I’m looking to beemind a few things that other people trigger, but I respond to. I’m a little stumped.
The first thing I’m looking to do is to reduce the time it takes for me to ship out orders. The second thing I’m trying to do is reduce the time before a human responds to a support request.
You’ll need a separate beeminder goal for each.
What are the time units for these? Minutes? Weeks?
How are you currently measuring them?
What is your current typical time for each?
Do you need a fully automatic solution or are you happy enough entering numbers manually?
are you thinking more of a “gradually improve over time” goal or an “i always want to respond within 24hours” goal?
I know I’ll need individual goals, and I can scrape the data automatically and post it to the API, but I’m not sure how to best phrase the goals, essentially.
I’m thinking more of a “gradually improve over time” goal.
My first thought would be to do a “do less” for “minutes to respond after initial support contact”. However, on days when I get no support emails (whooo!), I look better than days when I respond quickly to three emails, which is reasonable, but only in a second-order way, which is where I’d rather get no support emails. On the other hand, a day where I get 20 support emails, and respond to them within an hour each, it looks worse than a day when I get 1 email and sit on it until the end of the day.
Additionally, I want to make sure that for the “orders should ship fast” goal, there isn’t a perverse incentive–if it has to be biased one way or the other, I want more orders, not fewer!
Excellent question! I look forward to hearing what you come up with.
For ourselves at Beeminder, we track how often the support email inbox gets to zero. That’s not time-to-response, but may be a usefully related outcome.
For my own urgent tasks, I beemind the sum of the square of the tasks’ ages. This forces me to tick things off or to deprioritise them. There’s no direct system support for that, so you’d need to roll your own.
Perverse incentives are hard to avoid; try to be conscious of their influence, adjust as necessary, and create counter-balancing goals, e.g. something that will tend to increase the number of orders.
I am still thinking about this.
I think the biggest issue here is that I don’t want anything to happen due to time passing. If I have a day without any “things” happening, I can’t be able to fail or gain safety buffer.
Okay so the thing you can directly measure is time per shipment or response in units of [time/thing].
The inverse of that would be [things/time], or rate.
Your example day with 20 emails in 20 hours would have a rate of [1 thing/hour], while the slow day has a rate of [1 thing/ 24 hours].
You want the derivative of that rate to get larger as a Do More goal [things/(time^2)], or the rate of change in the rate.
On days with no “things” the value input would be zero. Given a positive slope, too many zeroes means derailment, so you’re long-term motivated to increase the number of “things.”
It should be possible to, over time, increase your Thing-Doing-Rate by learning/practicing to increase efficiency. Many businesses practice Continuous Improvement ideas with this as a stated goal.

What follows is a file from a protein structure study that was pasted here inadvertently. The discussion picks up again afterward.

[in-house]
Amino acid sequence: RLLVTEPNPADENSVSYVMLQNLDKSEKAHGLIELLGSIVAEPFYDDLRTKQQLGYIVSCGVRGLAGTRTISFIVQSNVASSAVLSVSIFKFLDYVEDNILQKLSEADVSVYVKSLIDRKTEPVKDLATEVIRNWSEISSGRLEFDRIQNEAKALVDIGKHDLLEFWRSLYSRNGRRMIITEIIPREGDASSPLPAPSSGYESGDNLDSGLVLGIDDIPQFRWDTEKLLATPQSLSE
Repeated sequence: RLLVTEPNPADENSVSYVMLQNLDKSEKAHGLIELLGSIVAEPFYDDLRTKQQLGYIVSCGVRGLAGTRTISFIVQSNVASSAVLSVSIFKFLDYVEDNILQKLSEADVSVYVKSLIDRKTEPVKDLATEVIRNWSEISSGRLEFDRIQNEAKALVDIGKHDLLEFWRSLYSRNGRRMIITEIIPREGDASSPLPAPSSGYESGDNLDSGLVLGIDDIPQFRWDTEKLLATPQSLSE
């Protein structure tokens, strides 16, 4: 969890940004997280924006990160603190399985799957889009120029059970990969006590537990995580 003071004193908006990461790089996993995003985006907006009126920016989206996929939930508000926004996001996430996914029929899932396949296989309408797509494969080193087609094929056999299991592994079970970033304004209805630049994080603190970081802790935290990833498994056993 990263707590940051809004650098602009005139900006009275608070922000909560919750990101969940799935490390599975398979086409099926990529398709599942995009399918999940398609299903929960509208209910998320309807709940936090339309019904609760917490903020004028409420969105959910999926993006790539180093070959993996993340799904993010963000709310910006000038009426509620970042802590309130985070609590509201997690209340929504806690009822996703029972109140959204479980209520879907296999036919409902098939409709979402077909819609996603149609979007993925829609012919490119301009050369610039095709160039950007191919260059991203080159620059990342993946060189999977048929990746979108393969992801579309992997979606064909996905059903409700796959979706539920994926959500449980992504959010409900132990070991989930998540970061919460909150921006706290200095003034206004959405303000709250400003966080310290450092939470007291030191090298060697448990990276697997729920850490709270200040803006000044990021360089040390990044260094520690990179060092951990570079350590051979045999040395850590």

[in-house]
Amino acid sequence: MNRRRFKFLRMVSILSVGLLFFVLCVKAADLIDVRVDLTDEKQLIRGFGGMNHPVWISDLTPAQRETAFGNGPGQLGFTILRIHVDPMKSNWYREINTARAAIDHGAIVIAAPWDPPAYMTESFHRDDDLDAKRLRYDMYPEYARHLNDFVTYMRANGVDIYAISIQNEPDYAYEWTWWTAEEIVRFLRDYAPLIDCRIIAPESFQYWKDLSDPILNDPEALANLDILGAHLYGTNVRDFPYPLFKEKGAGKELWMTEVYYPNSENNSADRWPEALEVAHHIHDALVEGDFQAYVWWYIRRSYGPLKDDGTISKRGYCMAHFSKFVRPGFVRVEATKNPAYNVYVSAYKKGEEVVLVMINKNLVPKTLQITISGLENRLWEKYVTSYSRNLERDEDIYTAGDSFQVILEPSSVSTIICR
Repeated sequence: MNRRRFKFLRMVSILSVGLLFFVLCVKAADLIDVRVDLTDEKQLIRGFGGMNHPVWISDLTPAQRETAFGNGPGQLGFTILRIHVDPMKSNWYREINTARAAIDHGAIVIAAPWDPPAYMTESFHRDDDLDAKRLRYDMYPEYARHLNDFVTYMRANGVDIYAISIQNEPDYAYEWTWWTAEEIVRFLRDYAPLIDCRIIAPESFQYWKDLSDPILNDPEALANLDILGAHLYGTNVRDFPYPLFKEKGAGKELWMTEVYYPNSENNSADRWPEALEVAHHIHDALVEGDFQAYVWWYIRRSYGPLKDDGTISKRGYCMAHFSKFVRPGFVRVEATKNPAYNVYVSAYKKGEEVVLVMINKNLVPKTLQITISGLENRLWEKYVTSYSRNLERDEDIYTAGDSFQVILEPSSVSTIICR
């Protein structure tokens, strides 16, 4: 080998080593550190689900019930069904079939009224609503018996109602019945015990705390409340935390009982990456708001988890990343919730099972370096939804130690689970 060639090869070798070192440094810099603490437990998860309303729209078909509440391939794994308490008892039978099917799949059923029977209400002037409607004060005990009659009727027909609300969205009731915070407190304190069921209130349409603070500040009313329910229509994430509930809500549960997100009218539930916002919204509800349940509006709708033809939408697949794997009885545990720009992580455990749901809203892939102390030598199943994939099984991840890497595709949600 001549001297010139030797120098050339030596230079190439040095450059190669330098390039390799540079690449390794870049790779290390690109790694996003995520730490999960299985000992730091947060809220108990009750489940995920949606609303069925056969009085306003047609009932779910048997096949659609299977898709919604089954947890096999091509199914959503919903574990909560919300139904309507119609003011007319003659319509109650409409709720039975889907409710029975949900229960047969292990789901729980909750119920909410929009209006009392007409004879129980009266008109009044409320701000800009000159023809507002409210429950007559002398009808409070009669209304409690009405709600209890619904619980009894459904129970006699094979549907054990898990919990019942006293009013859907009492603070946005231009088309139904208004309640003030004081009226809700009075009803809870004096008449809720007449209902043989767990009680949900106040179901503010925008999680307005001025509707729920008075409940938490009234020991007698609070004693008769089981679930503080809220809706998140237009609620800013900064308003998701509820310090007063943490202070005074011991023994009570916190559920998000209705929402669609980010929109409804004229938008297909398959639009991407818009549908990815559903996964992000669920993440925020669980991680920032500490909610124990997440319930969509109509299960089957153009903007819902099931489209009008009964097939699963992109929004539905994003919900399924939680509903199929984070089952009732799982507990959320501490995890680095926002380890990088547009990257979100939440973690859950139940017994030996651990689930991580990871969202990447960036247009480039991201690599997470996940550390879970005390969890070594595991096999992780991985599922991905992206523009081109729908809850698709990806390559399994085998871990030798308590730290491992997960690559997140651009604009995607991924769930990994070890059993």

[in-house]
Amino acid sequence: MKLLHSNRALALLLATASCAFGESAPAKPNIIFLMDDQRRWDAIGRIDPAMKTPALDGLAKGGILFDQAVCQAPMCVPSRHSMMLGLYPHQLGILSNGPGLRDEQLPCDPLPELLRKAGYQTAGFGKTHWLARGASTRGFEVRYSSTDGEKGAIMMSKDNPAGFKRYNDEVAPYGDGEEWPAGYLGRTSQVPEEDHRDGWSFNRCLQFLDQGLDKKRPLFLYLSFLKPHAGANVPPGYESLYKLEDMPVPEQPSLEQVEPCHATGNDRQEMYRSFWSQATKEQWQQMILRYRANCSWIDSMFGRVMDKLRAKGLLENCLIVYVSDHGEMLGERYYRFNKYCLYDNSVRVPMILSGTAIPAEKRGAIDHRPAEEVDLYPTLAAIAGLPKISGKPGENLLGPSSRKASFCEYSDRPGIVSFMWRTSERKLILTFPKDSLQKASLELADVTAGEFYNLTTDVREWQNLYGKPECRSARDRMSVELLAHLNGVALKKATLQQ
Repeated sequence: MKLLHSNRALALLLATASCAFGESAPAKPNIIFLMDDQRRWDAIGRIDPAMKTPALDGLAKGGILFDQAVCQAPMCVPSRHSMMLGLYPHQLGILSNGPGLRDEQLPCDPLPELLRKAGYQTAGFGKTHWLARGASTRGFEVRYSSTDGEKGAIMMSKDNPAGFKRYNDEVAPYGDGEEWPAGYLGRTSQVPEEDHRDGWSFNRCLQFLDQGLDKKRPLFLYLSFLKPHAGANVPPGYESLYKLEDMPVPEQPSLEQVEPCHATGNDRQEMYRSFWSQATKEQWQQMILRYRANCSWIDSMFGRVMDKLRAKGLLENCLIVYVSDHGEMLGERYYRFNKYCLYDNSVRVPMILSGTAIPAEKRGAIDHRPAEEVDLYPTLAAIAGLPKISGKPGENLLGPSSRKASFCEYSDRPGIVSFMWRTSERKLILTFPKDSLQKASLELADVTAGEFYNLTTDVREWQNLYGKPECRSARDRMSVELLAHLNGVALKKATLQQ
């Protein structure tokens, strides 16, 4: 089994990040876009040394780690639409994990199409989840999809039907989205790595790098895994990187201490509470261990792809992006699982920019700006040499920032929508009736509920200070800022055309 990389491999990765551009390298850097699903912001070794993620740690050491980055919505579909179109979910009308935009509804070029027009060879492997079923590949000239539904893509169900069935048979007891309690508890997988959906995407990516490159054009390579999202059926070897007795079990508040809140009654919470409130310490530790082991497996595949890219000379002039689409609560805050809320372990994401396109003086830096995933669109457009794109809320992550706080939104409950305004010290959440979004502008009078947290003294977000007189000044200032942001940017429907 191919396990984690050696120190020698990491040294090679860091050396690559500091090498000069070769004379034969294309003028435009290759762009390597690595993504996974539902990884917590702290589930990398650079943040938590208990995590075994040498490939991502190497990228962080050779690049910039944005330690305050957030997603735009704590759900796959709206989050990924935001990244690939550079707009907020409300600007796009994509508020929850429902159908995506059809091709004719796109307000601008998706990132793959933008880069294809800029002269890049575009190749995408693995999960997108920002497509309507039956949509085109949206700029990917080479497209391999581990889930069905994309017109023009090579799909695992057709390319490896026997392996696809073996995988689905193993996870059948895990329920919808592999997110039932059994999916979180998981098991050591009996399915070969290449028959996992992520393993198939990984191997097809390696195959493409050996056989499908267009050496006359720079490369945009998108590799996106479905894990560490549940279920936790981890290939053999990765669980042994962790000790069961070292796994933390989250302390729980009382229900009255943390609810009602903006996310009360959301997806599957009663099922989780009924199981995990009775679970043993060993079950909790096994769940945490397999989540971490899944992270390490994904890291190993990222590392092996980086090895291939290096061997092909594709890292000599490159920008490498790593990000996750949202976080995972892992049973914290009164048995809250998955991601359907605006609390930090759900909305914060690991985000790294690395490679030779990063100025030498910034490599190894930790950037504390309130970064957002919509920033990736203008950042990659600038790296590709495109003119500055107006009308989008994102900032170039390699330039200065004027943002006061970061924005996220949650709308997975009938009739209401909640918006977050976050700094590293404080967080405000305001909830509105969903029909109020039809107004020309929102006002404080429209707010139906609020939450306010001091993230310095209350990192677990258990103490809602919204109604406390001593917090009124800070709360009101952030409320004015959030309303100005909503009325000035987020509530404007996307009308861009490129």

I think you need to beemind distance from the ideal rate.
If R is the ideal rate, and T is the actual time, your data value for each response will be: R-T
You beemind this using a Do more goal.
(Because all the other goal types tend to do odd things when you try non-vanilla goals.)
Set your road rate to 0.
(You’ll need to do this after you’ve created the goal.)
Work out how much buffer you want (in time units) and enter an initial datapoint at that value.
Enter your data as the work comes in and just stay above the road.
When you want to get better, adjust your ideal time used in the calculation.
It doesn’t matter how many you have a day.
The data value calculation is easy.
On a day with no requests you score 0.
You can save yourself from a derailment by responding to the next ones on a day more quickly (if you have them.)
You don’t have a normal looking upward sloping graph. (This is fixable with more math.)
Adjusting the slope of the graph can give you more or less buffer but wont effect your target rate of getting things done.
You won’t derail by never reporting any datapoints. (may be an advantage)
Ideal rate changes will not be obviously visible in the graph.
Your ideal response time is 4 hours.
Start a goal with a rate of 0 and an initial datapoint of 4.
Request comes in at one a day, you respond:
Time : Diff : Data value
4 hours : 0 : 4
3 hours : 1 : 5
None : 0 : 5
8 hours : -4 : 1
Now you will derail if you take more than 5 hours to answer the next one.
The extra math:
To get a regular upward sloping graph, you need to add a datapoint with the value of the Ideal Rate once each day. This can happen independently of any datapoints you enter as a result of processing tasks. As you process the tasks you still only enter the difference from the Ideal Rate.
This may be a better solution as now your road rate will match your target ideal rate and will allow you to derail due to non-entry of data.
I think I might try this. For this goal, I’m fine losing the “derail if you don’t enter data” as I’ll script it so I won’t be entering the data anyway.
Be sure to let us know how you get on with it.
(and post a link to the goal if you don’t mind sharing it.)